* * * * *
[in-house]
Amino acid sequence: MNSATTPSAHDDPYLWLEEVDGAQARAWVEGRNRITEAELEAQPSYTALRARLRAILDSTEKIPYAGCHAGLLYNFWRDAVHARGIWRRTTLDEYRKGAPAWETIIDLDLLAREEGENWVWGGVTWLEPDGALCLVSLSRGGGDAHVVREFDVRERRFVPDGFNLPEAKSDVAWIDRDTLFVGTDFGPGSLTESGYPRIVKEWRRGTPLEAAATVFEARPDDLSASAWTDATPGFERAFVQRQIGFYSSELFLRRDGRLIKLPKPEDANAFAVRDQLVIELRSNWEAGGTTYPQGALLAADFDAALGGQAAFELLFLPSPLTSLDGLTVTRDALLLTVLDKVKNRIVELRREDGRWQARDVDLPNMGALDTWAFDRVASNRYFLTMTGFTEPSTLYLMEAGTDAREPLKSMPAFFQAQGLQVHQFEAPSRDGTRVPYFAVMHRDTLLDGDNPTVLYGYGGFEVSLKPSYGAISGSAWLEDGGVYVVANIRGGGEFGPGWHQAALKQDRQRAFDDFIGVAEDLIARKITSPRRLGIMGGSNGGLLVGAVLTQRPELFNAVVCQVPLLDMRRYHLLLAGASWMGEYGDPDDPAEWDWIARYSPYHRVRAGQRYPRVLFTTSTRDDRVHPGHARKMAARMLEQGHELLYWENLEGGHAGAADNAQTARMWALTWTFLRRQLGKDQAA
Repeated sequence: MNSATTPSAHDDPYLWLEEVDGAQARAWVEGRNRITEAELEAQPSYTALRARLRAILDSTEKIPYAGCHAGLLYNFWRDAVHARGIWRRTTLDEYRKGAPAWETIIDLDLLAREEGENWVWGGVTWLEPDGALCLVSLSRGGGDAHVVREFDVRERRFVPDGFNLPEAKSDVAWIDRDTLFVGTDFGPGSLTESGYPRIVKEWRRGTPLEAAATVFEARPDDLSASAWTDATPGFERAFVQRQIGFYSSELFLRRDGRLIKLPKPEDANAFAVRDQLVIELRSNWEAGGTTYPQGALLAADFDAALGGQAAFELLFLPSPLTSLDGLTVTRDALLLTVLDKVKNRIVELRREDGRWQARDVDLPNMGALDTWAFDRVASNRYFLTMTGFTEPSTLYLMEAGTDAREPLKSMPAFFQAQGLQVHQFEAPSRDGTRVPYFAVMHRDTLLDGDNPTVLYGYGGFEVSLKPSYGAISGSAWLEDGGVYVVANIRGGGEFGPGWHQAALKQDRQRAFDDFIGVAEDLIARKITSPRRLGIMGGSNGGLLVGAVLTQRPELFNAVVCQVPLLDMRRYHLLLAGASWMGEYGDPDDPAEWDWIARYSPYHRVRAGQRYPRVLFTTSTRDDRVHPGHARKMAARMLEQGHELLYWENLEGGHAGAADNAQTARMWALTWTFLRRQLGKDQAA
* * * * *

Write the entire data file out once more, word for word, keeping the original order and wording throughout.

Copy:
[in-house]
Amino acid sequence: MNSATTPSAHDDPYLWLEEVDGAQARAWVEGRNRITEAELEAQPSYTALRARLRAILDSTEKIPYAGCHAGLLYNFWRDAVHARGIWRRTTLDEYRKGAPAWETIIDLDLLAREEGENWVWGGVTWLEPDGALCLVSLSRGGGDAHVVREFDVRERRFVPDGFNLPEAKSDVAWIDRDTLFVGTDFGPGSLTESGYPRIVKEWRRGTPLEAAATVFEARPDDLSASAWTDATPGFERAFVQRQIGFYSSELFLRRDGRLIKLPKPEDANAFAVRDQLVIELRSNWEAGGTTYPQGALLAADFDAALGGQAAFELLFLPSPLTSLDGLTVTRDALLLTVLDKVKNRIVELRREDGRWQARDVDLPNMGALDTWAFDRVASNRYFLTMTGFTEPSTLYLMEAGTDAREPLKSMPAFFQAQGLQVHQFEAPSRDGTRVPYFAVMHRDTLLDGDNPTVLYGYGGFEVSLKPSYGAISGSAWLEDGGVYVVANIRGGGEFGPGWHQAALKQDRQRAFDDFIGVAEDLIARKITSPRRLGIMGGSNGGLLVGAVLTQRPELFNAVVCQVPLLDMRRYHLLLAGASWMGEYGDPDDPAEWDWIARYSPYHRVRAGQRYPRVLFTTSTRDDRVHPGHARKMAARMLEQGHELLYWENLEGGHAGAADNAQTARMWALTWTFLRRQLGKDQAA
Repeated sequence: MNSATTPSAHDDPYLWLEEVDGAQARAWVEGRNRITEAELEAQPSYTALRARLRAILDSTEKIPYAGCHAGLLYNFWRDAVHARGIWRRTTLDEYRKGAPAWETIIDLDLLAREEGENWVWGGVTWLEPDGALCLVSLSRGGGDAHVVREFDVRERRFVPDGFNLPEAKSDVAWIDRDTLFVGTDFGPGSLTESGYPRIVKEWRRGTPLEAAATVFEARPDDLSASAWTDATPGFERAFVQRQIGFYSSELFLRRDGRLIKLPKPEDANAFAVRDQLVIELRSNWEAGGTTYPQGALLAADFDAALGGQAAFELLFLPSPLTSLDGLTVTRDALLLTVLDKVKNRIVELRREDGRWQARDVDLPNMGALDTWAFDRVASNRYFLTMTGFTEPSTLYLMEAGTDAREPLKSMPAFFQAQGLQVHQFEAPSRDGTRVPYFAVMHRDTLLDGDNPTVLYGYGGFEVSLKPSYGAISGSAWLEDGGVYVVANIRGGGEFGPGWHQAALKQDRQRAFDDFIGVAEDLIARKITSPRRLGIMGGSNGGLLVGAVLTQRPELFNAVVCQVPLLDMRRYHLLLAGASWMGEYGDPDDPAEWDWIARYSPYHRVRAGQRYPRVLFTTSTRDDRVHPGHARKMAARMLEQGHELLYWENLEGGHAGAADNAQTARMWALTWTFLRRQLGKDQAA